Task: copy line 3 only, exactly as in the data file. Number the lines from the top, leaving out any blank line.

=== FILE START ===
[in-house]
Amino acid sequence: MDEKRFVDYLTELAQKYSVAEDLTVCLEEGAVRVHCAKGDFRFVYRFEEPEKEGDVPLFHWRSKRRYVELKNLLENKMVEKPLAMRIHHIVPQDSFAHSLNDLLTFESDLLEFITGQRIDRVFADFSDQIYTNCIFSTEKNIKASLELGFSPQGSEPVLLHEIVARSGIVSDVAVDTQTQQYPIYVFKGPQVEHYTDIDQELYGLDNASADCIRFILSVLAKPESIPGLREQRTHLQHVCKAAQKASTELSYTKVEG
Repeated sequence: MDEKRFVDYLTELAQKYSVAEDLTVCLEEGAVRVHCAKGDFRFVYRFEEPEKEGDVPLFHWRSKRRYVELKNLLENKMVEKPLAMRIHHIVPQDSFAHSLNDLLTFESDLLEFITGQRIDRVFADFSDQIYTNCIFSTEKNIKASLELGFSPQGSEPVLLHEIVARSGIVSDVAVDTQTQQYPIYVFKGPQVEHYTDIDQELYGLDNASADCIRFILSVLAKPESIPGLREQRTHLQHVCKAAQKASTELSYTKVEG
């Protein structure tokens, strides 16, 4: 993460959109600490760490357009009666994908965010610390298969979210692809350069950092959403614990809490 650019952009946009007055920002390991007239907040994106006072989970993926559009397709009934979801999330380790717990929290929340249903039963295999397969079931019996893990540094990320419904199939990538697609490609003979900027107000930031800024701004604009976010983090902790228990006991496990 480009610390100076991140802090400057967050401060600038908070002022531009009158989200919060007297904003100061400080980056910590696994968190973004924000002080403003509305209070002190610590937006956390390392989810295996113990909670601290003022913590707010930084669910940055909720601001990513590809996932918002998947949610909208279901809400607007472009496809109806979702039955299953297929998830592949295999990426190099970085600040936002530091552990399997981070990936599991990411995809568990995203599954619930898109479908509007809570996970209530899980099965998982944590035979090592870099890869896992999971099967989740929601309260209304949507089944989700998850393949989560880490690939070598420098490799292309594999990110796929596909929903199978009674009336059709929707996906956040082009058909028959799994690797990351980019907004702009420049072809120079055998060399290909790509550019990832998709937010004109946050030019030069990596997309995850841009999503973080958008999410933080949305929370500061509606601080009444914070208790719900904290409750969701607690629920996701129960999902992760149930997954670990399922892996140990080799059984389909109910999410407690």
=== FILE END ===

Repeated sequence: MDEKRFVDYLTELAQKYSVAEDLTVCLEEGAVRVHCAKGDFRFVYRFEEPEKEGDVPLFHWRSKRRYVELKNLLENKMVEKPLAMRIHHIVPQDSFAHSLNDLLTFESDLLEFITGQRIDRVFADFSDQIYTNCIFSTEKNIKASLELGFSPQGSEPVLLHEIVARSGIVSDVAVDTQTQQYPIYVFKGPQVEHYTDIDQELYGLDNASADCIRFILSVLAKPESIPGLREQRTHLQHVCKAAQKASTELSYTKVEG